A family business may be used to hide financial and business assets from an IRS employee.
The IRS has issued new guidance on how to use child accounts to evade the taxman, saying it’s “not uncommon” for children to share their family business information on Facebook.
But the guidance does not require parents to provide information, only to parents.
It does state that parents should make sure their children are properly logged in to their social media accounts.
The new guidance comes after the agency received complaints that a family that owns a popular child-friendly children’s book business was using Facebook to hide business assets, including millions in taxes, and then filing for bankruptcy.
The guidance says that the child can use their account to “disclose the identity of the parent who owns or controls the business and/or provide information to facilitate the establishment of a family trust to conceal the financial and other assets of the business.”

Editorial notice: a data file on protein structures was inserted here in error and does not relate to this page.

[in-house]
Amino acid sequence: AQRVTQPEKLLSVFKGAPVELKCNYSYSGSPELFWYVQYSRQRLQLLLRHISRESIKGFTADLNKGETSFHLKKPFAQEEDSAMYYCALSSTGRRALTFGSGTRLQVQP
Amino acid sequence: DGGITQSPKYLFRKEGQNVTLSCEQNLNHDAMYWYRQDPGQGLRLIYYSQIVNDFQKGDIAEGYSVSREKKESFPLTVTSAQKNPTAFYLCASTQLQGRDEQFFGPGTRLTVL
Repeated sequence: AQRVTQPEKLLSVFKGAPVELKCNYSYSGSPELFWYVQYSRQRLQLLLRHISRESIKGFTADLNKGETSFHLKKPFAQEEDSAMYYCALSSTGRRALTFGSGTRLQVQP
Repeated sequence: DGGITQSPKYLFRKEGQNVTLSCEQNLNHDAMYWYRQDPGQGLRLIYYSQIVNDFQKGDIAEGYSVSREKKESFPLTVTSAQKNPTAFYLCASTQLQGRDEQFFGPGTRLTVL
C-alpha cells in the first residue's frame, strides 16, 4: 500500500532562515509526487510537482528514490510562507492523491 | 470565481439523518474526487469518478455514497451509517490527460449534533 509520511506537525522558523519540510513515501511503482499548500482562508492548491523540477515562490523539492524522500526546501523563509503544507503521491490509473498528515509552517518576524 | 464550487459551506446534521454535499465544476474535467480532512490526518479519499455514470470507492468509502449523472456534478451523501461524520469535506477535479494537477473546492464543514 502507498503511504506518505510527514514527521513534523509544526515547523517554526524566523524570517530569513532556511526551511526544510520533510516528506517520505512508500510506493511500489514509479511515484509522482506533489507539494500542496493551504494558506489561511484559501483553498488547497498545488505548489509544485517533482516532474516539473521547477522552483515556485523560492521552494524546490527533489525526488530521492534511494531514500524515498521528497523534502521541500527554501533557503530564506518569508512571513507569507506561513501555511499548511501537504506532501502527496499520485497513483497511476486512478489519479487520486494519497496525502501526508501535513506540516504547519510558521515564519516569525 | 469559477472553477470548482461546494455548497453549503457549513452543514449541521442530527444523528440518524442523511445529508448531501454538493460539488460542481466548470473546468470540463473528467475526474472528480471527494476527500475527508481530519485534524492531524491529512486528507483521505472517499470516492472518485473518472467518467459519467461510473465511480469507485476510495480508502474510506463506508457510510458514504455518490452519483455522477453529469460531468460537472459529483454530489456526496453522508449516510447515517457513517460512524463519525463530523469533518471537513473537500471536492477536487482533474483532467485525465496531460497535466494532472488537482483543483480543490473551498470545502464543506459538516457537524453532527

The guidance does require the parent to ensure that their children have their own email address and other personal information, such as their Social Security number.
The IRS said the child would be required to verify their social security number before using the account.
The agency did not immediately respond to a request for comment.
The new guidelines are a departure from past guidance that has suggested parents should keep an eye on the Facebook account of their children to ensure they are not using it to hide their family businesses.
In 2011, the IRS issued guidance clarifying that parents must ensure that children are not accessing Facebook in violation of IRS rules.